The Difference Between Braxton Hicks and Labor Contractions

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How to Tell the Difference Between Braxton Hicks and Labor Contractions

pregnancyUpdated October 14, 2021
How to Tell the Difference Between Braxton Hicks and Labor Contractions

by Nina Spears

The Baby Chick®: Pregnancy, Birth & Postpartum Expert

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Almost every pregnant woman asks this question during their pregnancy, “How will I know if I’m really in labor?” When you first think about this question, you might wonder, “How do you not know?! I mean, it’s a pretty obvious and intense feeling, right?” Yes, labor can get pretty intense, but early labor (and sometimes active labor) can get confused with Braxton Hicks by some women. We’ve all heard the horror stories about how some women didn’t make it to the hospital before their baby was born (they thought active labor was just strong Braxton Hicks). Or the polar opposite — they kept getting sent back home because they thought their… Read More

Almost every pregnant woman asks this question during their pregnancy, “How will I know if I’m really in labor?” When you first think about this question, you might wonder, “How do you not know?! I mean, it’s a pretty obvious and intense feeling, right?” Yes, labor can get pretty intense, but early labor (and sometimes active labor) can get confused with Braxton Hicks by some women. We’ve all heard the horror stories about how some women didn’t make it to the hospital before their baby was born (they thought active labor was just strong Braxton Hicks). Or the polar opposite — they kept getting sent back home because they thought their Braxton Hicks were becoming the real thing.

It can be frustrating when you’re not sure what’s going on. What’s important to understand is the difference between Braxton Hicks and real labor contractions. Since I’ve been asked this question, “How will I know if I’m really in labor,” multiple times, I thought I would share with you some tips on what to look for and how to know the difference!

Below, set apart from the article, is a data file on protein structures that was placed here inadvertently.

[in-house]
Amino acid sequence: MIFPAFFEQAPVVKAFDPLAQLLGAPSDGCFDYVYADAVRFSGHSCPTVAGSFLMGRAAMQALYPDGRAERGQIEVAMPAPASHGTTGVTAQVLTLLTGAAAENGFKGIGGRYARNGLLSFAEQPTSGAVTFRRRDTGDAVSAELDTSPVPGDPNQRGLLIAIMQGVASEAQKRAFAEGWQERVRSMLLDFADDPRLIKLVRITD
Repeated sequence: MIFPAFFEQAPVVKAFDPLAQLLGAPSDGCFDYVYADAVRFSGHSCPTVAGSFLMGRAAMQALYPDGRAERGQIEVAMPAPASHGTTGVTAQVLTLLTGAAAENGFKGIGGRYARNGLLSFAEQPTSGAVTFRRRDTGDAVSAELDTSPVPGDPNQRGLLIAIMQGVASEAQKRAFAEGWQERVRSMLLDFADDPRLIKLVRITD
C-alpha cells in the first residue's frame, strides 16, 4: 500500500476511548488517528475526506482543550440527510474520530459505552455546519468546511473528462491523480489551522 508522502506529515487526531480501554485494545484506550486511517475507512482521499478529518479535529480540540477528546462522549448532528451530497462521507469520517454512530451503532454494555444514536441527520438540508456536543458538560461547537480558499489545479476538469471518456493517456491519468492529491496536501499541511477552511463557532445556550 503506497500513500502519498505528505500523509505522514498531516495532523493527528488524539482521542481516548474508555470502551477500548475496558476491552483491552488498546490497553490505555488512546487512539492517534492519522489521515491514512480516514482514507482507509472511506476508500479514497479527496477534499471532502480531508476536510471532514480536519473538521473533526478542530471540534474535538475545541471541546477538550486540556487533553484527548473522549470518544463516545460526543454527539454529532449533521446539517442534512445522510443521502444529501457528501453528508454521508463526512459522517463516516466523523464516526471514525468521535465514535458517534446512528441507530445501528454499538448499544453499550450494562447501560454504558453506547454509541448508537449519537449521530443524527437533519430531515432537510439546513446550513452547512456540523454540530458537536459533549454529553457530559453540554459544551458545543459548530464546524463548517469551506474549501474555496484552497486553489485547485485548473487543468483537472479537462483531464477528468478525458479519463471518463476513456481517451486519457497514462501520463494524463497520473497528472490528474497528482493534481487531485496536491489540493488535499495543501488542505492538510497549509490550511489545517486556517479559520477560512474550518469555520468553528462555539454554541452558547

First, What are Braxton Hicks Contractions?

Braxton Hicks contractions are when your uterine muscles tighten for approximately 30 to 60 seconds, and then it releases and relaxes. Sometimes they can last as long as two minutes, but this isn’t as common.

Some women begin to feel their Braxton Hicks contractions as early as their second trimester (around 16 – 20 weeks), but they are most commonly felt in the third trimester. There are plenty of women, though, that never feel their Braxton Hicks during their pregnancy. This is normal too.

What Do Braxton Hicks Contractions Feel Like?

Many women describe it as a tightening sensation of their abdomen. It doesn’t hurt, but their bump becomes tight and firm. Other women say that Braxton Hicks feel like mild menstrual cramps.

The further you are in your pregnancy and the larger your bump gets, the more likely you will feel your Braxton Hicks contractions. They will become stronger because your uterus has gotten larger. It’s common to feel them once or twice in an hour, a few times a day during your third trimester. As you approach the end of your pregnancy, you might even be able to see the muscles of your abdomen (uterus) tightening when they are happening.

How are Braxton Hicks and Labor Contractions Different?